A morphologically heterogeneous group of harvestmen. Legs longer than compact body, coloration typically black or grayish (unlike many Eupnoi which are often orange/brown). Pedipalps without capture spines or terminal claws.
Chelicerae with diaphanous teeth, but this feature is difficult to see without a high-magnification microscope.
US + Canadian Dyspnoi are reclusive predators, almost always found in forested upland habitats under rocks and/or logs, in leaf litter, or in caves. Several taxa seem to have an affinity for stream-side or riparian habitats (e.g., Acuclavella, Appalachian Sabacon, Acropsopilio). Unlike Eupnoi, it is rare to find Dyspnoi species "exposed" or wandering on the surface. Find Dyspnoi by searching under rocks and/or logs, by sifting leaf litter, or by using a Berlese funnel.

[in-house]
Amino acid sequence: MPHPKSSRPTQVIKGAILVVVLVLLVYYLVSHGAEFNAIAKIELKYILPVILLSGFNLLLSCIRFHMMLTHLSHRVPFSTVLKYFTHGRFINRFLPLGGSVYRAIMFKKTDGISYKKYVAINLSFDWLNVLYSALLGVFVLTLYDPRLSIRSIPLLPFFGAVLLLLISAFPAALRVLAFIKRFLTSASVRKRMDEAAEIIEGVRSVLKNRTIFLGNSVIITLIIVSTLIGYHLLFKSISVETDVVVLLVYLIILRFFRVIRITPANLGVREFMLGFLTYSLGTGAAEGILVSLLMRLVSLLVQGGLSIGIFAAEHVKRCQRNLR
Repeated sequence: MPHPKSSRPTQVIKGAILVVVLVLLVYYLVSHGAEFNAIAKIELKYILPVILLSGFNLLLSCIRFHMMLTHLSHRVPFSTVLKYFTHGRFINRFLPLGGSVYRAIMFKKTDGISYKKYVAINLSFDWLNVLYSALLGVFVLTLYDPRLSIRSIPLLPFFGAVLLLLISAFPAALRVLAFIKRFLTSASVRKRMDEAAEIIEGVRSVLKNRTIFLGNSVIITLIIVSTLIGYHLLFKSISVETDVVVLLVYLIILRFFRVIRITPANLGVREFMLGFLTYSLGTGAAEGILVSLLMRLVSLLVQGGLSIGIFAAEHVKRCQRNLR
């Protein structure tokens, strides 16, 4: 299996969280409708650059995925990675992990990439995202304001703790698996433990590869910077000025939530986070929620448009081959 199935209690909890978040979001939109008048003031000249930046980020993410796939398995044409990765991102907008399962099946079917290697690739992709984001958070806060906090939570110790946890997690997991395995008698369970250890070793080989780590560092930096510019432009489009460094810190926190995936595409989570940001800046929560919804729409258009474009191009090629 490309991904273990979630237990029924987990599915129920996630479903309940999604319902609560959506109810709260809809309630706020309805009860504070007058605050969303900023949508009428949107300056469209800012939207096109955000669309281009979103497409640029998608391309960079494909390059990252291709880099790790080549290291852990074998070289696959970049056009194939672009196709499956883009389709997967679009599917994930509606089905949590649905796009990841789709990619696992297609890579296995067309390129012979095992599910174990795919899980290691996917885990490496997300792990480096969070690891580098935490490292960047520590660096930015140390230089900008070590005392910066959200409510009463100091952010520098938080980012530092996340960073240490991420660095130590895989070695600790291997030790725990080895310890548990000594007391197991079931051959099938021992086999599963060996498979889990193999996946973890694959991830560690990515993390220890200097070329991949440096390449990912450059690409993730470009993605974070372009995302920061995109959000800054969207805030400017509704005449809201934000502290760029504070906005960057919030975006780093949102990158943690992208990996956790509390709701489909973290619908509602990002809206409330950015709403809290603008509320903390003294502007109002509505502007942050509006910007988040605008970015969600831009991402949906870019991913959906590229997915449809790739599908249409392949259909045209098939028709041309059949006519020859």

Dyspnoi is separated into 3 well-supported subgroups, including Ischyropsalidoidea, Troguloidea, and Acropsopilionoidea
Groh, S. & Giribet, G. (2015), Polyphyly of Caddoidea, reinstatement of the family Acropsopilionidae in Dyspnoi, and a revised classification system of Palpatores (Arachnida, Opiliones). Cladistics, 31: 277–290. doi:10.1111/cla.12087 (online PDF
Gruber, J. 2007. Dyspnoi - Historical systematic synopsis. In: Pinto-da-Rocha, R., G. Machado, G. Giribet., eds. Harvestmen: the biology of Opiliones. Harvard University Press, Cambridge
Schönhofer AL. 2013. A taxonomic catalogue of the Dyspnoi Hansen and Sørensen, 1904 (Arachnida: Opiliones). Zootaxa 3679, 1-68. (online PDF